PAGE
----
• PASS THE COLLECTION PLATE - Under the deceptive title “Religious Freedom,” another proposed change (CS/HJR 1471) of Florida’s constitution, if passed by both senate and house and then 60 percent of the voters, would let politicians spend money from our public treasury for use by any church, sect or religious denomination. The amendment would simply delete from our current Florida constitution a provision that has long prohibited such action.
• PISTOL-PACKING - Moving right along in the committee approval process is a bill (CS/CS/SB 234) permitting anyone licensed to carry a concealed weapon to strap in on in an outside holster and carry it on any public property not specifically prohibited. There are 1.9 million people in Florida who are licensed to carry concealed weapons. Open gun-toting would be “instilling fear in the American public,” testified Maj. Ronald Hartley of the Hillsborough County sheriff’s office, opposing the idea, he said, as a lifetime member of the National Rifle Association. It passed.
• QUICK! VOTE! - A senate committee ignored a stern warning by nationally-recognized Leon County Supervisor of Elections Ion Sancho that a bill (CS/CS/SB 2086) to cut early voting availability from 14 days to seven would shrink polling access by 50 percent and disenfranchise a significant number of voters. But local governments would “save a lot of money,” argued the bill’s sponsor, Sen. Miguel de la Portilla (R-Miami). It passed. This is a part of Republican strategy to further dilute Democratic power - not that it can be diluted below zero.
• SCOTTPOT CHECK BOOK - Entitled the “State Economic and Enhancement Development (SEED) trust fund,” a bill (HB 7207) now law takes tax funds previously collected in several other trust funds (initially $427 million) and puts it into this new “trust fund” established in the governor’s office - the “check book” Governor Scott said he liked to get hold of when he acquired companies.He got it. Tax funds from a variety of sources will now flow annually into the governor’s state check book. A Sarasota County supporter of the legislation expressed excitement about getting some of that money for a facility in - uh - Sarasota County. Legislators say they will carefully watch how the ScottPot is managed.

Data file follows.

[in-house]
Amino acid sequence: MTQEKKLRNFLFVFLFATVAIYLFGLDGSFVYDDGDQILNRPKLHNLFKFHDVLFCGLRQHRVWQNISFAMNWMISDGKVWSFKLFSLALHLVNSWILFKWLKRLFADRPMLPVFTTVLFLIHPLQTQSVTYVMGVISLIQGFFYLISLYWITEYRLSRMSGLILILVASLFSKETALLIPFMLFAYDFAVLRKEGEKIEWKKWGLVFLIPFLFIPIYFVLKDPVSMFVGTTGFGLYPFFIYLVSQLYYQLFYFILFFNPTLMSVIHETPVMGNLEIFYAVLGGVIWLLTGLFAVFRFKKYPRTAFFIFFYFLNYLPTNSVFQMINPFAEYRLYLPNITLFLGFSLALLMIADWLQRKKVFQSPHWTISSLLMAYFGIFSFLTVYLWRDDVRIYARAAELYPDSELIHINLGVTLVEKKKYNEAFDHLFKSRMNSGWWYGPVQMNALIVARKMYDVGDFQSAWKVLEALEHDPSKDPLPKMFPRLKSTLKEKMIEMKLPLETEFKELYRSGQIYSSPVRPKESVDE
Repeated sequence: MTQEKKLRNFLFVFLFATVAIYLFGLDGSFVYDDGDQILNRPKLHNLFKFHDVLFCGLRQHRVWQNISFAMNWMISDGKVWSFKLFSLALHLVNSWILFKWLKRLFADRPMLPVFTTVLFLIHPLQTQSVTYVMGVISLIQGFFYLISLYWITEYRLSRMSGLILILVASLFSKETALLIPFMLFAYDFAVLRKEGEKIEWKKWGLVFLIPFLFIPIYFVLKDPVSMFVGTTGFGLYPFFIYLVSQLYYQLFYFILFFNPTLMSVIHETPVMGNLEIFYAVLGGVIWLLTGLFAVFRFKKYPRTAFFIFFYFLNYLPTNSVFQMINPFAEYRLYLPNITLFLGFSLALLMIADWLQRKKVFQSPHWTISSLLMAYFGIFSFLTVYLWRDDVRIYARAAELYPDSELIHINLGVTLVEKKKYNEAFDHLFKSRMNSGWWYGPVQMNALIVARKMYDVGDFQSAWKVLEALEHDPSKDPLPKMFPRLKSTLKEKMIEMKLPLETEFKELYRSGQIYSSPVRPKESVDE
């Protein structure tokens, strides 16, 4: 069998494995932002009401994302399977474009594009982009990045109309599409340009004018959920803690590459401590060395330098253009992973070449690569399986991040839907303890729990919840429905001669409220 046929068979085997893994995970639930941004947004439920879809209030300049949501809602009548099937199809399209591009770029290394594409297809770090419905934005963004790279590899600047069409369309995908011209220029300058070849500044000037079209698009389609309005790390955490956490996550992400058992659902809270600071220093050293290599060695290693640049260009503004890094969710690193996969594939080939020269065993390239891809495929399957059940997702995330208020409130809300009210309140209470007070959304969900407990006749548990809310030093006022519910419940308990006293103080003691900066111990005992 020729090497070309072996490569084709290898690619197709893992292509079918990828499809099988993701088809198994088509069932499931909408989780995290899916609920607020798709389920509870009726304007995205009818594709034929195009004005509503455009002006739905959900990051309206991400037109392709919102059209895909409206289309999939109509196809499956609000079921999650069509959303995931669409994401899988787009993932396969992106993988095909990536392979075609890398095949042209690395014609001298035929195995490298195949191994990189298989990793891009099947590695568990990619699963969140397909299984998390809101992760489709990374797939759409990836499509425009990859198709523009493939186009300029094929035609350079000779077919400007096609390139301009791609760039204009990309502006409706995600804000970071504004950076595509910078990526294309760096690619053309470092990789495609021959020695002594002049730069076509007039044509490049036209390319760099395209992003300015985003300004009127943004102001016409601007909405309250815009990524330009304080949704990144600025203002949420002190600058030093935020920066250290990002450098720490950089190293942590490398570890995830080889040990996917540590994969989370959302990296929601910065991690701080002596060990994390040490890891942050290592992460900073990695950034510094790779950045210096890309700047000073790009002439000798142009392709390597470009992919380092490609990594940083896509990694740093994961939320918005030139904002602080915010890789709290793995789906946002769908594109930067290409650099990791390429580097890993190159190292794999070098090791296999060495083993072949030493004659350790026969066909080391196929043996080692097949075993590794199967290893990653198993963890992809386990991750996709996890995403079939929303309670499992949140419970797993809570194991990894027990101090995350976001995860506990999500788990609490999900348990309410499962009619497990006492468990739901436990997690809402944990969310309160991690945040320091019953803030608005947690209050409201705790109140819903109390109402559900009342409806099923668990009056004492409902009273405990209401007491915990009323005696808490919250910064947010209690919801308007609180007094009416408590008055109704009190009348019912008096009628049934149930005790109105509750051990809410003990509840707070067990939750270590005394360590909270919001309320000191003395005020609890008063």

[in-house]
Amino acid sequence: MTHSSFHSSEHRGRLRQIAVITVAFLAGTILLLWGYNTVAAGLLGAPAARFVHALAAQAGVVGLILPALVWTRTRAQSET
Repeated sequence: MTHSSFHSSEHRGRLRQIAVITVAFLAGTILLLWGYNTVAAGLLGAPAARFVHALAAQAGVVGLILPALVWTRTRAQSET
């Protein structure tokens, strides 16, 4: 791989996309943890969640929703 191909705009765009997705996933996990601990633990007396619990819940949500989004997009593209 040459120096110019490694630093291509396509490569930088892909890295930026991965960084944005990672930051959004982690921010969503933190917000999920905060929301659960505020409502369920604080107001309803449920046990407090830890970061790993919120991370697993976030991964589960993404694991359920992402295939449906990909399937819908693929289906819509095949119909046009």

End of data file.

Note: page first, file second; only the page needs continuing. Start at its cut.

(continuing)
• UNAUTHORIZED PEOPLE - Both houses of the legislature are pushing hard to adopt a concept of a bill (CS/SB 2040) that is modeled after Arizona’s controversial illegal alien law that is currently being challenged in the U.S. Supreme Court. Committee hearings have been filled with scores of passionate Hispanic men, women and children, like the children who knelt in the House committee room, who object to provisions they say fill them with profiling fears of arrest. In one Senate committee, the meeting was shut down before allowing many people to speak. It resulted in scores of people standing up and shouting, “Let us speak! Let us speak!” followed by senate police forcing some of the chanters from the room. A large crowd then pressed around the chair of the committee, Sen. Antiere Flores (R-Miami), hurling a flood of emotional questions about concerns for their lives. Senator Flores’s main response was that this bill was just a start and would likely be changed. It passed.